Our partnership is re-energized and much more positive — all good things for our community. We’re going to have a wonderful year together.
Rather than focus on why this situation came about, I’d prefer to just lay out what I know and talk about where we go from here. Two years ago CLC determined that it had to raise a bunch more money, quickly. They achieved this, but it raised hackles in other parts of the District community because it was seen as undermining the “one for all, all for one” fundraising philosophy that had achieved such great success over the last few years. This led to the Foundation and the school sites negotiating a fundraising protocol that was supposed to govern, and limit, site-based fundraising.
Around the same time, the District began negotiating a new agreement with CLC to govern the day-to-day interactions between CLC and the District. One of the Board’s goals in negotiating that agreement was to link CLC’s continued participation in the Foundation to the District agreeing to continue to treat CLC as part of the District. “Treating CLC as part of the District” meant not doing strict accounting on help and support that was provided by the District to CLC, allowing CLC to continue to participate in District-wide and Tierra Linda-based programs (e.g., ROPES and band/orchestra), etc.
Unfortunately, as the year unfolded it became clear the Foundation/site fundraising protocol was not working well for either the Foundation or CLC. For the Foundation, the agreement meant having to play cop, and deal with various actions taken by CLC which were seen as being at odds with the agreement. I’m not asserting those actions really were at odds, by the way — opinions can differ on what the terms of a contract mean — but the simple fact was that there were things happening that the Foundation did not expect and did not want, and it did not want to have to play the heavy. For CLC, its conversion last March to a 501(c)3 organizational model apparently created more significant demands for revenue than had been expected. This made abiding by the protocol more problematic.
CLC and the Foundation have been talking recently about where they go from here. My understanding is that the Foundation would like for CLC to remain in the Foundation, provided it abides by the Foundation’s expectations under the fundraising protocol. CLC would like to consider reducing or ending its involvement with the Foundation, to beef up its site-based fundraising, but is concerned about what the Board’s reaction would be vis a vis the agreement between the District and CLC. Thursday night’s discussion was the first time the Board had a chance to talk about what kind of reaction it would have.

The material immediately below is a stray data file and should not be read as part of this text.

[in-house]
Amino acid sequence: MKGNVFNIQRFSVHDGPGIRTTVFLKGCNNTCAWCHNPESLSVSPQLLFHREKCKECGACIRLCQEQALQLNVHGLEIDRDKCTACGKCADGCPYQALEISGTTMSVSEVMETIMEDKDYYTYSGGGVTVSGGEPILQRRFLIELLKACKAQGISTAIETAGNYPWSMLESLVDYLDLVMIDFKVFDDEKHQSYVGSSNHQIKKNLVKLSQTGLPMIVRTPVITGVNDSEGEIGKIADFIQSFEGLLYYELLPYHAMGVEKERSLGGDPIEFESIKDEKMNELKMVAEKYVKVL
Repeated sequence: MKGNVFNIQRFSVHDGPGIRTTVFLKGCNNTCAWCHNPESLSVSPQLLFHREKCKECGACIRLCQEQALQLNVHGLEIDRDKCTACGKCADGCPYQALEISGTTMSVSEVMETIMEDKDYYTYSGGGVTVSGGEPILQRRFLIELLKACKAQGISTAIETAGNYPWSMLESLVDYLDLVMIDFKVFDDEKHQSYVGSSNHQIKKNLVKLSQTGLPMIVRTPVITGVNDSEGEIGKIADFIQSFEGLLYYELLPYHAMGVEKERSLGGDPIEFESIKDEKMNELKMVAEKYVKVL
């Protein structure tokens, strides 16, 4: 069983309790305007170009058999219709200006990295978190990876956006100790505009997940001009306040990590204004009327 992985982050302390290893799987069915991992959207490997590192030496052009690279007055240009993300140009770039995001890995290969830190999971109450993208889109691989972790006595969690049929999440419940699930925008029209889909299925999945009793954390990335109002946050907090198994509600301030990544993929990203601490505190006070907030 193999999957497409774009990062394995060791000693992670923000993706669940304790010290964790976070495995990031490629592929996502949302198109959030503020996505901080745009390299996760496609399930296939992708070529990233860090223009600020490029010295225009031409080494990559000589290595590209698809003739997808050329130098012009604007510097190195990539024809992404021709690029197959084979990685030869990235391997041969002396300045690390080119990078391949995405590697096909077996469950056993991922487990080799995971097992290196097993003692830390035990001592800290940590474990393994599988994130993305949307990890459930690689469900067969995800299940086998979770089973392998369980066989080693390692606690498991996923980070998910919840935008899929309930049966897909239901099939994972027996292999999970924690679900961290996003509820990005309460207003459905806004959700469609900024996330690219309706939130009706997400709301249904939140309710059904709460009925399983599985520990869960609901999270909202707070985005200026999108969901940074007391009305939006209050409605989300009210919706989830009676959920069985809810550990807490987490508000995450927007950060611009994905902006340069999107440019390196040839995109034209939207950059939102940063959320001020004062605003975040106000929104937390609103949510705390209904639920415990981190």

While no decision was made, my takeaway from the discussion is that a majority of the trustees view a CLC departure from the Foundation as a significant negative and a “threshold event” that would cause the District to view itself as consisting only of the six schools it actually operates. CLC would become like St. Charles: a school that operates in San Carlos, but which is not part of the District. There was also a pretty similar reaction to a partial departure by CLC (e.g., being involved only with Spring Fling).
Many good points were made about how the Foundation is such a great success, and the envy of many surrounding communities, because it is so broad-based. Having one of the long-term “members” of the Foundation, CLC, leave the fold would not be a good thing. Personally, I think there would be only a short-term effect — I’m confident the six District-operated schools would carry on without CLC, albeit perhaps on a slightly smaller scale — but nonetheless it would be a negative. On the plus side from CLC’s perspective, not being constrained by the fundraising protocol would allow it to raise more money.
Many good points about unintended consequences were also made. For example, “not being part of the District” immediately raises questions about the behind-the-scenes help and support the District has provided. Would CLC continue to be able to involve its students in Tierra Linda’s band, orchestra and sports programs? I suspect a majority of trustees would take the position that such arrangements ought to be ended. Not out of spite, but because if CLC is not part of the District it’s not appropriate for the District to use scarce resources to assist its program. Alternatively, if continued participation was allowed, I would expect it to have to be paid for by CLC.